Tierney Sneed has been all over this story since the night of the final presidential debate, when it bubbled into the open: whether the RNC was violating that decades-old consent decree it is saddled with by virtue of having an atrocious record of trying to deny minorities their right to vote.
Over the last couple of weeks, I’ve spent more of my time on this story than any other we’ve been covering, so I was eager to see the ruling from the federal court in New Jersey that was handling the case.
The judge’s decision just came down, and I think he nailed it.
You can read it here.
The DNC was seeking to have the RNC held in contempt for violating the consent decree, ordered to stop violating it and, in their most aggressive play, have the consent decree extended another eight years. An extension would have been a huge blow to the RNC, which is hoping to get out from under these restrictions next year, when the decree is scheduled to expire.
Some interesting back story.
A single judge had overseen the consent decree case since its inception in the 1980s until he died in 2015. So it’s a new judge now, and this was his first big decision, and as with most election law cases, it came under an enormous time crunch.
But when it was all said and done, he rendered a decision that was appropriately skeptical of the RNC’s defenses, astute about the short-comings of the DNC’s evidence, and balanced the various interests in play with a deft hand. It was, in short, the right decision.
This was a case where the DNC was able to generate a lot of smoke, thanks in large part to the Trump campaign and a lack of awareness among top Trump campaign officials about the consent decree, but in the end there just didn’t seem to be much fire — at least not at this stage of the proceedings. The judge will allow more discovery after the election, and seems entirely open to finding against the RNC if the evidence warrants it.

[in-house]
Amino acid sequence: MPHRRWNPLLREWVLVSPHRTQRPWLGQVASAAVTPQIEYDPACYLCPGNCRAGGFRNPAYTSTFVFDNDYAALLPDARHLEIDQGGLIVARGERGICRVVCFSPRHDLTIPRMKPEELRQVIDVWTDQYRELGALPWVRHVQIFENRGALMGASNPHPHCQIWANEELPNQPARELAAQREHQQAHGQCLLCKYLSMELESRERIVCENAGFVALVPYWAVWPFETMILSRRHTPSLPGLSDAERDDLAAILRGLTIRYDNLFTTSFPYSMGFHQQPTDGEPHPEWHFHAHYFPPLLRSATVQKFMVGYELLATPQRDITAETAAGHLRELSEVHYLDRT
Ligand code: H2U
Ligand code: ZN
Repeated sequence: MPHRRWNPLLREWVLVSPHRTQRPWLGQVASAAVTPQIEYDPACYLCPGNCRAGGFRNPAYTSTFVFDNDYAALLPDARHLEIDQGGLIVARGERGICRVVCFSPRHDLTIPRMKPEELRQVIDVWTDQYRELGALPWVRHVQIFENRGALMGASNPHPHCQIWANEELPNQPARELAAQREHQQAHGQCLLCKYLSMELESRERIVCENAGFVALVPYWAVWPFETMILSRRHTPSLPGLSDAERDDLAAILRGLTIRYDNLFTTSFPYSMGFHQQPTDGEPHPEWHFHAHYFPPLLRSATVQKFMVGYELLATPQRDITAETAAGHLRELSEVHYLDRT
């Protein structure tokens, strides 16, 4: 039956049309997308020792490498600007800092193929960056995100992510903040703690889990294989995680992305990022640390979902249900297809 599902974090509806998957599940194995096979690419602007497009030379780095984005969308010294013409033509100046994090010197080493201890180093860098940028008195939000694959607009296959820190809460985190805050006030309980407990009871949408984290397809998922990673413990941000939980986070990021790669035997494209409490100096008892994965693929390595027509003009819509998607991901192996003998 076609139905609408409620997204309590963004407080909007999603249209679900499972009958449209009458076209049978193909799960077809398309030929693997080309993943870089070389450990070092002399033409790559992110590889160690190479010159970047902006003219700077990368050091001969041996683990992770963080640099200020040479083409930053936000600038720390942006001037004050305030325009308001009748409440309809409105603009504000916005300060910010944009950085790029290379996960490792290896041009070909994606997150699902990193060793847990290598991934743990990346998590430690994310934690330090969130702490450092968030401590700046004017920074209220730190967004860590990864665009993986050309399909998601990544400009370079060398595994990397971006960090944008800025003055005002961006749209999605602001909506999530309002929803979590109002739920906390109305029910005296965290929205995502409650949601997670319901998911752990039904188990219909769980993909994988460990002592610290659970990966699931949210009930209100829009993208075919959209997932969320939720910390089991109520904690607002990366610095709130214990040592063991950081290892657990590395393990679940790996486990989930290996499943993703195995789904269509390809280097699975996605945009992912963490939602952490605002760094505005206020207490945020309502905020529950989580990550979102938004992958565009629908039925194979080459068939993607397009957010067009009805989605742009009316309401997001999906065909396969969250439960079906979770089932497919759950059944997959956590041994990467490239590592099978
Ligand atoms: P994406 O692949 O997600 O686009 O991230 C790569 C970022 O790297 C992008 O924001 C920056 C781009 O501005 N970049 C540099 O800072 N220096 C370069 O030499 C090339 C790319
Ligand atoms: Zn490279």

This wasn’t a judge oblivious or indifferent to the voting rights issues implicated by voter fraud crusades, voter intimidation, or vigilante poll watchers.
What was striking about the case is how much the consent decree seems to consume the time and attention of the RNC’s lawyers each cycle. They are keenly aware of it and warn their clients about it.
I’m speculating here, but I suspect the RNC lawyers knew all along it was basically clean, but they had to have been astonished and a little dismayed at the perfect storm created by Trump and those around him. And the Democrats seized advantage of that storm to push their case aggressively. They were simultaneously filing a half a dozen state-level lawsuits on different legal grounds not directly related to the consent decree, but when helpful evidence emerged in one case they were quick to use it to help in the other cases. It was a full court press, as it were.
With every additional piece of evidence unearthed by the DNC, including a steady drip of damaging second-hand statements from Republican poll watchers in Nevada, I imagined horrified RNC lawyers wondering how this could be happening. It’s no exaggeration that some of the top Republican lawyers in the country have been scrambling over the last two weeks to keep this from turning into a disaster for them.
I don’t think it’s casting aspersions on the Democrats’ top lawyers to say that sending their counterparts on a mad defensive scramble in the last two weeks of the election was a strategic goal of the entire undertaking, though certainly not the only goal.